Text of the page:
gfp residual =
0     0     0     0     0
0     0     0     0     0
0     0     0     0     0
0     0     0     0     0
0     0     0     0     0
gfp det_ =
2

The routine luwpp performs an LU-decomposition of A with partial pivoting. Thus, if det_ is nonzero, the matrix is A is regular. With the small prime p=11 that approach does not work for the inverse Hilbert matrix of dimension 6 because it contains a zero row and column:

A6 = gfp(invhilb(6))
gfp A6 =
3     8     5     8     3     0
8     4     9     7     6     0
5     9     4     1     6     0
8     7     1    10     9     0
3     6     6     9     1     0
0     0     0     0     0     0

## The true Hilbert matrix in GF[p]

Alternatively one may define H to be the true Hilbert matrix in GF[p]. Consider H_5 in GF[11]:

n = 5;
gfpinit(11);
H = ( 1:n )' + ( 1:n) - 1
H = 1 ./ gfp(H)
Galois field prime set to 11
H =
1     2     3     4     5
2     3     4     5     6
3     4     5     6     7
4     5     6     7     8
5     6     7     8     9
gfp H =
1     6     4     3     9
6     4     3     9     2
4     3     9     2     8
3     9     2     8     7
9     2     8     7     5

That matrix is regular in GF[11]:

d = det(H)
gfp d =
6

Hence there is a unique inverse:

R = inv(H)
R*H
gfp R =
3     8     5     8     3
8     4     9     7     6
5     9     4     1     6
8     7     1    10     9
3     6     6     9     1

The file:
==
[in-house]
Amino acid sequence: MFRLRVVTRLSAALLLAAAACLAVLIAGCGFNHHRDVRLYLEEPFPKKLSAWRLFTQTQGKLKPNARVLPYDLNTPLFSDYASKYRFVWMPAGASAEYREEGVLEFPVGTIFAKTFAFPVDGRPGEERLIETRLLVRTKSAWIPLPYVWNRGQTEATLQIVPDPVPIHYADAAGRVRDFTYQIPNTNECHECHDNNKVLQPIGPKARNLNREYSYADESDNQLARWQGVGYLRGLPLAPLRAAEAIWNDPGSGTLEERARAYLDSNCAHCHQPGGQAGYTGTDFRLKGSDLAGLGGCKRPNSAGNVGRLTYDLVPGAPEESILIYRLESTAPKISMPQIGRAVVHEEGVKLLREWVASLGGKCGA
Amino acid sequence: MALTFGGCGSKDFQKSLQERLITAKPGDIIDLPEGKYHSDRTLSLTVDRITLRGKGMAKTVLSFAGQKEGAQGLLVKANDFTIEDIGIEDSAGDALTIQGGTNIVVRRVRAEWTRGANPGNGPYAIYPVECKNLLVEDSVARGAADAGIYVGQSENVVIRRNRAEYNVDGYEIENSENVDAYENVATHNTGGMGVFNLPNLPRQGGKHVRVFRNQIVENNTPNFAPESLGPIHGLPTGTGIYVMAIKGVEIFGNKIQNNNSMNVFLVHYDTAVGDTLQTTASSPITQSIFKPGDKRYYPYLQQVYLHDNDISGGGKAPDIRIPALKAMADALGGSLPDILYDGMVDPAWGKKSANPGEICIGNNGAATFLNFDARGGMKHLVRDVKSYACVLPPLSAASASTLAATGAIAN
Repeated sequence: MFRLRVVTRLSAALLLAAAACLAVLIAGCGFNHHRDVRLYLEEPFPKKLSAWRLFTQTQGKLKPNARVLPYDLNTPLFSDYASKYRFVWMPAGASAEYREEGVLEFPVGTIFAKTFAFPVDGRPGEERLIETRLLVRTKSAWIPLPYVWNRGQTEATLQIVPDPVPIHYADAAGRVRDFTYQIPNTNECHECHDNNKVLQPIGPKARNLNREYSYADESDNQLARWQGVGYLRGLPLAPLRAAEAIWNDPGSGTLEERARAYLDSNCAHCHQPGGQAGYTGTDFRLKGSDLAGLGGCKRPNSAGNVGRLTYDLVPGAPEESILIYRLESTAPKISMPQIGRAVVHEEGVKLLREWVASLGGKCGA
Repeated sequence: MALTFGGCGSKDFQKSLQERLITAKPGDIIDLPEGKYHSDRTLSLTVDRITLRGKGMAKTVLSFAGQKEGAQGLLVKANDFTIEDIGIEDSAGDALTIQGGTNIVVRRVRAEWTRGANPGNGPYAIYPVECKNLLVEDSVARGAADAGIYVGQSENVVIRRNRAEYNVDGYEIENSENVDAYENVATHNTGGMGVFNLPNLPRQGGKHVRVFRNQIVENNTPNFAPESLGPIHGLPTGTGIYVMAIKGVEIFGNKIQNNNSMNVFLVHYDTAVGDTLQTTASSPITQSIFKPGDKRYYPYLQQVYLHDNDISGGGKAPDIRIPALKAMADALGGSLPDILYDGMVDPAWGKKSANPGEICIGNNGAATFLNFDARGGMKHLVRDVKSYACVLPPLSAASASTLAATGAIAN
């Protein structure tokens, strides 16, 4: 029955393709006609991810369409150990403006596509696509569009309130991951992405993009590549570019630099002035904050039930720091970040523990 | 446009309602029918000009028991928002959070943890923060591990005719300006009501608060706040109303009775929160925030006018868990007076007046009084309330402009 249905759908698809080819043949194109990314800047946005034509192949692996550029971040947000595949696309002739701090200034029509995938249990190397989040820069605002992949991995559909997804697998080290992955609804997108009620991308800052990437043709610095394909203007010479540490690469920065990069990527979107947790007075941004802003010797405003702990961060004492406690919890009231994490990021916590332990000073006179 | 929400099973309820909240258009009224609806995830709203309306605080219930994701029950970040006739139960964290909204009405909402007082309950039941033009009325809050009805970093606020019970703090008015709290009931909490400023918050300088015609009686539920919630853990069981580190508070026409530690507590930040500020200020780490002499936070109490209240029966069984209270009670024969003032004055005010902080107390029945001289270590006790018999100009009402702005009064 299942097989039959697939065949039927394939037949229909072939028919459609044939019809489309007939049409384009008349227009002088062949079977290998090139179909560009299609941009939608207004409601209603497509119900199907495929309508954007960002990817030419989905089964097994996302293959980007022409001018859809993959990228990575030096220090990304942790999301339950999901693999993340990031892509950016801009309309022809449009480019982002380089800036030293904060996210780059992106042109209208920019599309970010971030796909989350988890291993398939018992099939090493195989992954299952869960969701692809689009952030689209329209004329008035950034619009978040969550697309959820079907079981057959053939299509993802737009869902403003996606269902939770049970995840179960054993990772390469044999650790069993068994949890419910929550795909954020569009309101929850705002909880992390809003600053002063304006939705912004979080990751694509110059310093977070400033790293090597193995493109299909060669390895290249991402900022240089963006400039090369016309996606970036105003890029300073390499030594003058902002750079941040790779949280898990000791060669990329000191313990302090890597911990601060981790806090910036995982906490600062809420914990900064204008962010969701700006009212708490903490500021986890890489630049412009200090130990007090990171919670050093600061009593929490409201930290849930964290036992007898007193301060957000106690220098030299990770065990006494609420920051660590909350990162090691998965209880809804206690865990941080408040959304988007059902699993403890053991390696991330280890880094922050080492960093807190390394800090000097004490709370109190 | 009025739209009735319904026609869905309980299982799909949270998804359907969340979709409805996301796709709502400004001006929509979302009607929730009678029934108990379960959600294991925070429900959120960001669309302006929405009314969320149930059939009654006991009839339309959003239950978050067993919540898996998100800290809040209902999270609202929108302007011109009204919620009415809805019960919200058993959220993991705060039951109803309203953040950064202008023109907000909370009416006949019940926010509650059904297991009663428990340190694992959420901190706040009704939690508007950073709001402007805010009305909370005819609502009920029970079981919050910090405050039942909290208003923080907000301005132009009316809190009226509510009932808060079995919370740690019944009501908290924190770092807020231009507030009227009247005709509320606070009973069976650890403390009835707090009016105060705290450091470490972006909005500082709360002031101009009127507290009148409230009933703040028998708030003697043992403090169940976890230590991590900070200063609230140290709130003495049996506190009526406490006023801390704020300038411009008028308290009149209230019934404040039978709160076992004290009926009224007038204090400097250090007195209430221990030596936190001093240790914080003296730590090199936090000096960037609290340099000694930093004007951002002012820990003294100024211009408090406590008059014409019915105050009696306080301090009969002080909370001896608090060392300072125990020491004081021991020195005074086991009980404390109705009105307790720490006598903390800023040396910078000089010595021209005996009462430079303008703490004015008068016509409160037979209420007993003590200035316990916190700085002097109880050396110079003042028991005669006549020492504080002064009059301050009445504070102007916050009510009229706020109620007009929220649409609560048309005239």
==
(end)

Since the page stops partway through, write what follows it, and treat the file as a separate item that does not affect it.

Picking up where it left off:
gfp ans =
1     0     0     0     0
0     1     0     0     0
0     0     1     0     0
0     0     0     1     0
0     0     0     0     1

## The pseudoinverse

While a matrix being regular in GF[p] has a unique inverse in GF[p], the corresponding theorem is not true for the pseudoinverse. It is not difficult to see that A=[1 3] has no pseudoinverse in GF[5]. While 0.1*[1;3] is the pseudoinverse over R, also a brute-force test demonstrates that there is no pseudoinverse in GF[5]:

gfpinit(5);
A = [1 3];
for i=0:4
for j=0:4
P = gfp([i;j]);
if A * P == 1
P
PA = P*A
disp(' ')
end
end
end
Galois field prime set to 5
gfp P =
0
2
gfp PA =
0     0
2     1

gfp P =
1
0
gfp PA =
1     3
0     0

gfp P =
2
3
gfp PA =
2     1
3     4

gfp P =
3
1
gfp PA =
3     4
1     3

gfp P =
4
4
gfp PA =
4     2
4     2

The code shows that for all matrices P with A*P=1 implies that P*A is not symmetric. The reason that no pseudoinverse exists, although A has full rank, is that A*A' is not regular:

AAt = gfp(A)*A'
gfp AAt =
0

## Regularity of extremely ill-conditioned matrices

The INTLAB routine "isregular" checks regularity on that basis for extremely ill-conditioned matrices.

Indeed, using a larger prime, very ill-conditioned matrices can be proved to be regular:

gfpinit(67108859)
n = 50;
A = randmat(n,1e200);
C = double( norm(A,inf) * norm(inv(sym(A)),inf) )
[L,U,perm] = luwpp(gfp(A));
det_ = prod(diag(U))
Galois field prime set to 67108859
ans =
67108859
C =
1.6780e+237
gfp det_ =
67108858

In that case we used the largest admissable prime for the gfp-toolbox, so that it is unlikely that the test fails by accident.

Note that the condition number C of the matrix A is computed using the symbolic toolbox of Matlab. That takes some time, but it is reliable.

## Pictures in GF[p]

For the friends of nice pictures consider

p = 101;
gfpinit(p);
ex = .5*[-1 1 1 -1];
ey = .5*[-1 -1 1 1];
close, hold on
for i=1:p
for j=1:p
patch( i+ex , j+ey , double( mod( i^2 + 3*i*j ,p))/p );
end
end
axis off
hold off
Galois field prime set to 101

## Enjoy INTLAB

INTLAB was designed and written by S.M. Rump, head of the Institute for Reliable Computing, Hamburg University of Technology. Suggestions are always welcome to rump (at) tuhh.de